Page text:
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Affordable housing and financial assistance schemes available in Scotland

At the TSPC we are fully aware how hard it is to get on or move up the property ladder and every little help and guidance is crucial. Here are just a few options that are available and might just be what you are looking for.

Help to Buy

The Help to Buy (Scotland) Affordable New Build Scheme can help you to buy a new home from a participating house builder with just a 5% deposit. The Scottish Government will fund a loan of up to 15% of the property price, with the remaining 85% of the purchase price made through a combination of mortgage and deposit.

The scheme is available on homes in the following price thresholds:

  • For homes that complete on or before 31 March 2017 the maximum home value is £230,000
  • For homes that complete on or before 31 March 2018 the maximum home value is £200,000
  • For homes that complete on or before 31 March 2019 the maximum home value is £175,000

There are a number of other criteria to consider with regards to the Help to Buy scheme. Further information on Help to Buy and Help to Buy ISAs can be found at www.helptobuy.gov.uk/help-to-buy-isa

Help to Buy ISAs 

Help to Buy ISAs are only available to fist time buyers who are saving for their first home.

If first time buyers save money into a Help to Buy ISA the Government will boost those savings by 25% of the amount saved.  So for example for every £200 you save the Government will pay you a bonus of £50.  The maximum Government bonus is £3,000.

Help to Buy ISAs are available from a range of Banks and Building Societies.

The accounts are available to each first time buyer so if two first time buyers are purchasing together then each of them can save towards the cost of buying their home jointly and each of them can have a Help to Buy ISA.  In the case of a joint purchase, therefore, the total Government bonus available (depending on savings) is £6,000.

The maximum amount that you can deposit into your Help to Buy ISA is £200 per month but you can deposit an initial lump sum of £1,200.

The minimum Government bonus is £400. 

Once the first buyer (or buyers) has purchased their first home, then closer to the date of completion, their Solicitor or Conveyancer will apply for payment of the Government bonus.  The buyer cannot apply for payment of the bonus personally.  Once the bonus is received, it will be added to the money or deposit being put towards the purchase price.

Further information on Help to Buy ISAs can be found at www.helptobuy.gov.uk/help-to-buy-isa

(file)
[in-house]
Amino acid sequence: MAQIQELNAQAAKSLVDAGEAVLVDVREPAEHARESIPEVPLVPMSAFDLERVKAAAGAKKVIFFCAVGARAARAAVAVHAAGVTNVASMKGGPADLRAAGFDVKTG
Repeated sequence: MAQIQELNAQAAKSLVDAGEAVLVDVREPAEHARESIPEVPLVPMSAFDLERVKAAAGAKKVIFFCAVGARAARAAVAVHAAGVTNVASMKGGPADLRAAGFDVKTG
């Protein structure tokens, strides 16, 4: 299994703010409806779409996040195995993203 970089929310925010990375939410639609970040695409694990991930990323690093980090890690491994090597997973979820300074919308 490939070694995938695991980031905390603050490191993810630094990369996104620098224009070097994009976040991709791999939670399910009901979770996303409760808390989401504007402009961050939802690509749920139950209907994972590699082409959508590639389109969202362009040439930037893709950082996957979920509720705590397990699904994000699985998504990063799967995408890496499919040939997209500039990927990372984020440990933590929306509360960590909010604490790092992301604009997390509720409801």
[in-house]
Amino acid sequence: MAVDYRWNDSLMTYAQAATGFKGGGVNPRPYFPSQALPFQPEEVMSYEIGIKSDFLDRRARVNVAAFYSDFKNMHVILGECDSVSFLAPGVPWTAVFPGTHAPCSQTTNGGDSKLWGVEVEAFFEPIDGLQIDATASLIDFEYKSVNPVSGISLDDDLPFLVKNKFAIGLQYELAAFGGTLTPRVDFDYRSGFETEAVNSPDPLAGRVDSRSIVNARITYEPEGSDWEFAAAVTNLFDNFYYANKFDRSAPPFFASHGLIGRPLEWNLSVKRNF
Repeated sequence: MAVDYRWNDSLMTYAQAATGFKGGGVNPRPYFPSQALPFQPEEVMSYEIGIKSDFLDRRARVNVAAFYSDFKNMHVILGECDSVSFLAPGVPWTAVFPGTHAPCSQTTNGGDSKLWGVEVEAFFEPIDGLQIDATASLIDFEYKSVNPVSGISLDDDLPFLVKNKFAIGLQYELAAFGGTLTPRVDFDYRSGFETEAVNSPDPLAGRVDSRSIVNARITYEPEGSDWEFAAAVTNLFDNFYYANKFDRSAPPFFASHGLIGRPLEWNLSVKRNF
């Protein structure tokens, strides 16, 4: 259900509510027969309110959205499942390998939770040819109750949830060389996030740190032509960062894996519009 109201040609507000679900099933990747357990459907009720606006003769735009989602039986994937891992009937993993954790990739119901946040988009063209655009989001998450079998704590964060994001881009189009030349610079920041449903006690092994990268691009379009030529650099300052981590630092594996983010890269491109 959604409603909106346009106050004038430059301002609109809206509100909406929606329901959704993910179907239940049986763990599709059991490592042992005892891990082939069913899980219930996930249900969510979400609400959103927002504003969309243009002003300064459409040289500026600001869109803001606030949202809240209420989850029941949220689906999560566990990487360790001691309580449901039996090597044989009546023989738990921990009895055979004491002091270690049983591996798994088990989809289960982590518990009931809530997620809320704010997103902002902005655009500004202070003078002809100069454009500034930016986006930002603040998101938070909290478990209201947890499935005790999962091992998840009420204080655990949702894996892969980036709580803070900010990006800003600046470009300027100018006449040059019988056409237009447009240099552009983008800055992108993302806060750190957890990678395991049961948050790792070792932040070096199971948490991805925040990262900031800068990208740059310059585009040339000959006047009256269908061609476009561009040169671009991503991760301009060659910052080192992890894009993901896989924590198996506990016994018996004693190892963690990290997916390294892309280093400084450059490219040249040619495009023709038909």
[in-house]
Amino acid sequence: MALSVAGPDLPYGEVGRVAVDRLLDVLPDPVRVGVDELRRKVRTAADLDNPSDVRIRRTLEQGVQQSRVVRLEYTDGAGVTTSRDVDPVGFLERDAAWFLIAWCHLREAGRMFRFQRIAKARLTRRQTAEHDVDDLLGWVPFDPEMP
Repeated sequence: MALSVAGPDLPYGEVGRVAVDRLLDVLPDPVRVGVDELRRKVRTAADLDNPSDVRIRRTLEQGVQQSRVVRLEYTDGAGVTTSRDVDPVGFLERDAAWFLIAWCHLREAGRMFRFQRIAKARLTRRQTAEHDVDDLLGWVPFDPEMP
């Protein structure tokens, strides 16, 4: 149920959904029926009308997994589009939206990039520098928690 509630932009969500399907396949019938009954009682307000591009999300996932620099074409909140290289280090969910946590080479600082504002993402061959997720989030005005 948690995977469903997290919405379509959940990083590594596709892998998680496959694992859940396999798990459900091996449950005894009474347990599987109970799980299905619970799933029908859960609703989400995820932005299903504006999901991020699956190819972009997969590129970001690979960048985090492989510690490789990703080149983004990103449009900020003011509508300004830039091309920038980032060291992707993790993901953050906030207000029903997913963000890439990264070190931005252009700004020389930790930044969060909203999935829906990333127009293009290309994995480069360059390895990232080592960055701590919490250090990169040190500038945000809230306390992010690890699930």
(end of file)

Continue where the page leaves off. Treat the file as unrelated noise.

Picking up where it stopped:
LIFT

The Scottish Government is committed to supporting home ownership in a balanced and sustainable way by helping people on low to moderate incomes to become home owners, where that is affordable for them. Its Low-cost Initiative for First Time Buyers (LIFT) brings together several ways to help households access home ownership. When you buy a shared equity home from Link, or on the open market, you pay for the majority of the equity in the property and the Scottish Government pays for the rest.

Link is supporting first time buyers across east, west, central and southern Scotland.

  • Priority for social housing renters, people with disabilities, armed forces personnel and recent veterans
  • Receive between 10% and 40% of the purchase price from the Scottish Government
  • Scottish Government takes an equivalent equity stake which will be redeemed on the sale of the property
  • Opportunity to buy out the equity stake in the future

Shared equity and shared ownership

These schemes are designed to help you if you've only got a small deposit but they can seem quite confusing. For example what's the difference between shared ownership and shared equity?

Shared equity, for example, means you own 100% of the property but that a third party has an equity stake in it - they help you to buy the property but they get the same proportion back from the price you receive when you come to sell. Shared ownership on the other hand means you own part of the property and the other part is owned by a third party. There may also be additional occupancy charges levied.

Both are valid ways to get on the ladder but understanding the differences between these various terminologies is really important.

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